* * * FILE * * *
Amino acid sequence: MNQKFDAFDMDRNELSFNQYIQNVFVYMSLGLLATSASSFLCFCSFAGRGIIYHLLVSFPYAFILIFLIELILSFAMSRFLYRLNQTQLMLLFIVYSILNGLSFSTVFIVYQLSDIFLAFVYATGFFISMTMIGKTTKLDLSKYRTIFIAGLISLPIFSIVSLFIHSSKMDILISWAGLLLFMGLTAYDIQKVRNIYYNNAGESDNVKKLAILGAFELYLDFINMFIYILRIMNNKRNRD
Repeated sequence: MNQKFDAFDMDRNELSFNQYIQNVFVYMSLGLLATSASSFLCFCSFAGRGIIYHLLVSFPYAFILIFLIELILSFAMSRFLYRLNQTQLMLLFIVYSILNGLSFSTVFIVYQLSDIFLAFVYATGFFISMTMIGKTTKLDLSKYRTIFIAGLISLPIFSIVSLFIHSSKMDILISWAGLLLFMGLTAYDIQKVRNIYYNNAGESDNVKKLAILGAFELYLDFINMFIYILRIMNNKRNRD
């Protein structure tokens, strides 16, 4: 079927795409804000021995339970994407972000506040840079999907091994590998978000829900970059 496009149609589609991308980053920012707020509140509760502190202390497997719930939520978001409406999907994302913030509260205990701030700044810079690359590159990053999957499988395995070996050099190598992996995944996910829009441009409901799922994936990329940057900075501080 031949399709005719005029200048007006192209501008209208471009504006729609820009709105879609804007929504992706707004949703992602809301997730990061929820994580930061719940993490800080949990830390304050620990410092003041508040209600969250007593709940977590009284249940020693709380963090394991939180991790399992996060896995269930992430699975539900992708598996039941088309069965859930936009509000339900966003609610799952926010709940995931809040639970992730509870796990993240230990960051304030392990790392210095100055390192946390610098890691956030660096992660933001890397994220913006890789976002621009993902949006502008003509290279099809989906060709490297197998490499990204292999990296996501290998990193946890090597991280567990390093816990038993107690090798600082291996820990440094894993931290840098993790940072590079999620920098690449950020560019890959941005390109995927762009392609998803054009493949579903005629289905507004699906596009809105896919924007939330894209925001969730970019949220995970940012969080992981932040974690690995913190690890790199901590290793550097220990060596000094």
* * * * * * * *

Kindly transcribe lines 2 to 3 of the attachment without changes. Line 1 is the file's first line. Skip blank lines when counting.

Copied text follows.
Repeated sequence: MNQKFDAFDMDRNELSFNQYIQNVFVYMSLGLLATSASSFLCFCSFAGRGIIYHLLVSFPYAFILIFLIELILSFAMSRFLYRLNQTQLMLLFIVYSILNGLSFSTVFIVYQLSDIFLAFVYATGFFISMTMIGKTTKLDLSKYRTIFIAGLISLPIFSIVSLFIHSSKMDILISWAGLLLFMGLTAYDIQKVRNIYYNNAGESDNVKKLAILGAFELYLDFINMFIYILRIMNNKRNRD
């Protein structure tokens, strides 16, 4: 079927795409804000021995339970994407972000506040840079999907091994590998978000829900970059 496009149609589609991308980053920012707020509140509760502190202390497997719930939520978001409406999907994302913030509260205990701030700044810079690359590159990053999957499988395995070996050099190598992996995944996910829009441009409901799922994936990329940057900075501080 031949399709005719005029200048007006192209501008209208471009504006729609820009709105879609804007929504992706707004949703992602809301997730990061929820994580930061719940993490800080949990830390304050620990410092003041508040209600969250007593709940977590009284249940020693709380963090394991939180991790399992996060896995269930992430699975539900992708598996039941088309069965859930936009509000339900966003609610799952926010709940995931809040639970992730509870796990993240230990960051304030392990790392210095100055390192946390610098890691956030660096992660933001890397994220913006890789976002621009993902949006502008003509290279099809989906060709490297197998490499990204292999990296996501290998990193946890090597991280567990390093816990038993107690090798600082291996820990440094894993931290840098993790940072590079999620920098690449950020560019890959941005390109995927762009392609998803054009493949579903005629289905507004699906596009809105896919924007939330894209925001969730970019949220995970940012969080992981932040974690690995913190690890790199901590290793550097220990060596000094």